Update (23.03.2016): Here is a link to a collection of live-tweets from the conference. Thanks to Merle Ingenfeld from the Weber Stiftung for putting together the Storify version.

Update (25.06.2016): Here is a link to the conference report written by Anna Delius http://geschichte-transnational.clio-online.net/tagungsberichte/id=6577

 

New article now online – “Human Rights as Myth and History: Between the Revolutions of 1989 and the Arab Spring”

Check it out here

This is the TL;DR version:

Since the end of state socialism in Eastern Europe, the revolutions of 1989 have become a central element in the mythology of human rights. Human rights are portrayed as a catalyst, alighting a revolutionary ethos within those living in the Eastern Bloc. By depicting 1989 as the result of a mass moral epiphany regarding universal human rights, such narratives naturalize and depoliticize the collapse of state socialism. While the discourse of human rights was important in unifying dissident groups, it had also been used to by socialist states to legitimize dictatorial rule. During the Arab Spring, international commentators and local actors invoked this mythological version of 1989 to declare that a similar awakening was once again taking place and that human rights were sure to triumph over dictatorship. The example of Egypt appeared to mirror that of 1989 with mass demonstrations for human rights, prompting optimism that a similar revolutionary change was inevitable. Instead, the successful reassertion of military dictatorship has been legitimized in the name of protecting human rights. In viewing the end of state socialism as the result of the proliferation of human rights consciousness, the mythology of 1989 creates a tragically flawed model for reform and revolution.

Full citation info: “Human Rights as Myth and History: Between the Revolutions of 1989 and the Arab Spring,” Debatte: Journal of Contemporary Central and Eastern Europe, (Volume 23, Issue 2-3, 2015), 151-166.

Update: the access for the first fifty clicks has now apparently been used up. Please get in touch with me directly if you are having trouble accessing the full article.

Writing Human Rights into the History of State Socialism

Imperial & Global Forum

Ned Richardson-Little
Associate Research Fellow, University of Exeter

One of a number of East German postage stamps commemorating International Human Rights Year 1968. The hammer and anvil represent the right to work. One of a number of East German postage stamps commemorating International Human Rights Year 1968. The hammer and anvil represent the right to work.

The collapse of the Communist Bloc in 1989-1991 is viewed as one of the great triumphs of the human rights movement. But this ignores how socialist elites of the Eastern Bloc viewed themselves: not as the villains in the story of human rights, but as the champions.

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Call for Papers: Human Rights after 1945 in the Socialist and Post-Socialist World

German Historical Institute, Warsaw
March 3 – 5, 2016

Call for Papers Deadline: 27 November 2015

Human Rights after 1945 in the Socialist and Post-Socialist World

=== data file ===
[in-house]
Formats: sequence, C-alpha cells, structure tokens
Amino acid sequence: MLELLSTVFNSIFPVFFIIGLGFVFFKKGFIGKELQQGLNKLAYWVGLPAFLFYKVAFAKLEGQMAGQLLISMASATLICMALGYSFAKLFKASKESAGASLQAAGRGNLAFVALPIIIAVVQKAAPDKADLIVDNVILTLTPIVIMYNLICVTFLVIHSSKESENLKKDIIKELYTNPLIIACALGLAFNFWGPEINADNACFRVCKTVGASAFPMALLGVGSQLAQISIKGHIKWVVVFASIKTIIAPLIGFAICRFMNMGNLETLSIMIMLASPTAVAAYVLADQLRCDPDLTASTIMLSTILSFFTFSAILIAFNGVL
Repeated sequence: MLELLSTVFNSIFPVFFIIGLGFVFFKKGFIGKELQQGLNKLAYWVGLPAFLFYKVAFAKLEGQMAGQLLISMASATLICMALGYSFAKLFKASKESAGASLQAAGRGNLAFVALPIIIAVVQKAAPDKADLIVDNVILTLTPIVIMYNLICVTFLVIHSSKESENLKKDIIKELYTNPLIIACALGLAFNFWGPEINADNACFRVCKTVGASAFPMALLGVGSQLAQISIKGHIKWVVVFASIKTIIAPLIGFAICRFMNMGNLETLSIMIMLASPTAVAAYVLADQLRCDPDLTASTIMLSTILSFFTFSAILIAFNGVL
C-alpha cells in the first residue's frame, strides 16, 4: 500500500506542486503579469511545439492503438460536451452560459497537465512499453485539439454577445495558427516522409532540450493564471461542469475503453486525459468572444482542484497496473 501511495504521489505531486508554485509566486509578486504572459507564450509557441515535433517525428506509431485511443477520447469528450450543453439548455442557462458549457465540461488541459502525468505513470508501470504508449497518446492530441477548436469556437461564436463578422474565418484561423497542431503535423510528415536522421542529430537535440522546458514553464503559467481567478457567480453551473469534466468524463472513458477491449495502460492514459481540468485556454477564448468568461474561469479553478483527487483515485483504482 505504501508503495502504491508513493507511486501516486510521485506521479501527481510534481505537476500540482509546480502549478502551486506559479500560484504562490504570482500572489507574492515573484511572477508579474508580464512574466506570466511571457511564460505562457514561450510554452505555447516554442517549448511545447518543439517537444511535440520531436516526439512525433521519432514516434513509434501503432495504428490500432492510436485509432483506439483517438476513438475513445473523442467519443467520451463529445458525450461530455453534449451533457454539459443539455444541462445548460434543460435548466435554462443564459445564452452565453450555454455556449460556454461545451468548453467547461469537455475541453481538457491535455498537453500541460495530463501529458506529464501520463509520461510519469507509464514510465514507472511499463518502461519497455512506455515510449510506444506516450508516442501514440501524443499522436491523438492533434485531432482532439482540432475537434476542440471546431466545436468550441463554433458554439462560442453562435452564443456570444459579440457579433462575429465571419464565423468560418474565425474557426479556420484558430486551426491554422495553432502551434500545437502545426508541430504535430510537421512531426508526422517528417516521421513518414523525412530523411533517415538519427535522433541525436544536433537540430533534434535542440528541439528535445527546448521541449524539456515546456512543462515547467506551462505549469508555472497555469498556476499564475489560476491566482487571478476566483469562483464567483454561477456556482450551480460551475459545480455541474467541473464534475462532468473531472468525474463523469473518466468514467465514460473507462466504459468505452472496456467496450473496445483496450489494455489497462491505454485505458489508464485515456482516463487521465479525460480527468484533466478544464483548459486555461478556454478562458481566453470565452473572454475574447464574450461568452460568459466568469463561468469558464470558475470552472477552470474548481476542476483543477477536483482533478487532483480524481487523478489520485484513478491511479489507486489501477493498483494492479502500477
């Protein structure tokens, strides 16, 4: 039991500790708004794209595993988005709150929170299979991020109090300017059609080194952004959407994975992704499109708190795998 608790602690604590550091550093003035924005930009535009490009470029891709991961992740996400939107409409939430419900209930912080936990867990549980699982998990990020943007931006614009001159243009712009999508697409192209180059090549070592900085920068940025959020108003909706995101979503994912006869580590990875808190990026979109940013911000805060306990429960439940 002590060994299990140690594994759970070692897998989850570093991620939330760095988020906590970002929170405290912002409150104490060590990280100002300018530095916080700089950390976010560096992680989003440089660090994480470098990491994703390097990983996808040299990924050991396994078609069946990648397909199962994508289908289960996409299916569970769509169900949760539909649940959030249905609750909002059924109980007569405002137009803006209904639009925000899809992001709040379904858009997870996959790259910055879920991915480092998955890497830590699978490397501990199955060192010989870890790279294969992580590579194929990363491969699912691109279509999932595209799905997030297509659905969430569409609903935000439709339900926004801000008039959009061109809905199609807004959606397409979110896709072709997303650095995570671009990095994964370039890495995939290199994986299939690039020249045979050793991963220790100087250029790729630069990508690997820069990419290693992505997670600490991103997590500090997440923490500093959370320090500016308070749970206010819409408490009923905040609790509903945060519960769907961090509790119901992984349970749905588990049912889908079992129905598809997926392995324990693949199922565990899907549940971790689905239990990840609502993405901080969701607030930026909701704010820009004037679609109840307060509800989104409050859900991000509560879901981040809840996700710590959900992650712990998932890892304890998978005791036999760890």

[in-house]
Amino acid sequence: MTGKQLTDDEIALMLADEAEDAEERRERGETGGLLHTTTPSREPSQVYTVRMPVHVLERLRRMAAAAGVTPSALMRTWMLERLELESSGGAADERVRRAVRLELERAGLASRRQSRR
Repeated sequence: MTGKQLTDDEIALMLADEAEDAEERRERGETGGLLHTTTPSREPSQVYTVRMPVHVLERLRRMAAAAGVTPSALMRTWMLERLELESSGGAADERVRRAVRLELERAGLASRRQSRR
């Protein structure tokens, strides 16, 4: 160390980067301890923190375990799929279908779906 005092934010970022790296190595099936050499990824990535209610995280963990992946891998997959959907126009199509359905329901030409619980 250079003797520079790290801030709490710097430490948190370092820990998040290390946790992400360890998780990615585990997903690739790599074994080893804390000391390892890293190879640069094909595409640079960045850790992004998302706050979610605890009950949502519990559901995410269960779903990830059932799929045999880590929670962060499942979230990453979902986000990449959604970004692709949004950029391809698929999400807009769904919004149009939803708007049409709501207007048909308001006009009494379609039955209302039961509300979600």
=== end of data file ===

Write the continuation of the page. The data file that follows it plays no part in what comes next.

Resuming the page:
Histories of late twentieth century global change have focused on its perceived winners on a macro-scale: democratic capitalism, global markets and individual rights. In such formulations, the “socialist world” and its history appear irrelevant to understanding global processes and unable to inform liberal Western democratic societies.

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40 Years Later: Rethinking the Helsinki Accords and Human Rights

US President Gerald Ford and Soviet leader Leonid Brezhnev

US President Gerald Ford and Soviet leader Leonid Brezhnev

Forty years ago today, 35 countries from both sides of the Iron Curtain signed the Helsinki Accords – the final act of the Conference on Security and Co-operation in Europe. Since the end of the Cold War, this agreement has been held up as a crucial turning point in the modern history of human rights. Academic and journalistic accounts often cite the Helsinki Accords as a breakthrough moment when communist states in the Eastern Bloc first accepted the principles of human rights. It is, thus hailed as the inspiration for the wave of human rights activism that culminated with the revolutions of 1989. This fatal decision by the leaders of the Eastern Bloc to sign on to an agreement with significant human rights provisions has been explained as an act of hubris, cynicism or some combination thereof. According to these narratives, wily diplomacy on the part of the West pressured the leaders of the Soviet Union and its satellites to sign its own death warrant by agreeing to respect rights they were obviously violating.

In the broader history of human rights in the Eastern Bloc, however, it becomes harder to draw a straight line of connection from the diplomacy of 1975 to the collapse of European state socialism in 1989/91. First, the Helsinki Accords were not the first instance in which communist states had recognized human rights. Second, while the human rights provisions of the Helsinki Accords were fiercely argued over, they were not simply imposed by the West on a recalcitrant East. Third, while the agreement provided fodder for dissidents, it was one of many human rights documents cited by activists rather than a singular catalyst for change.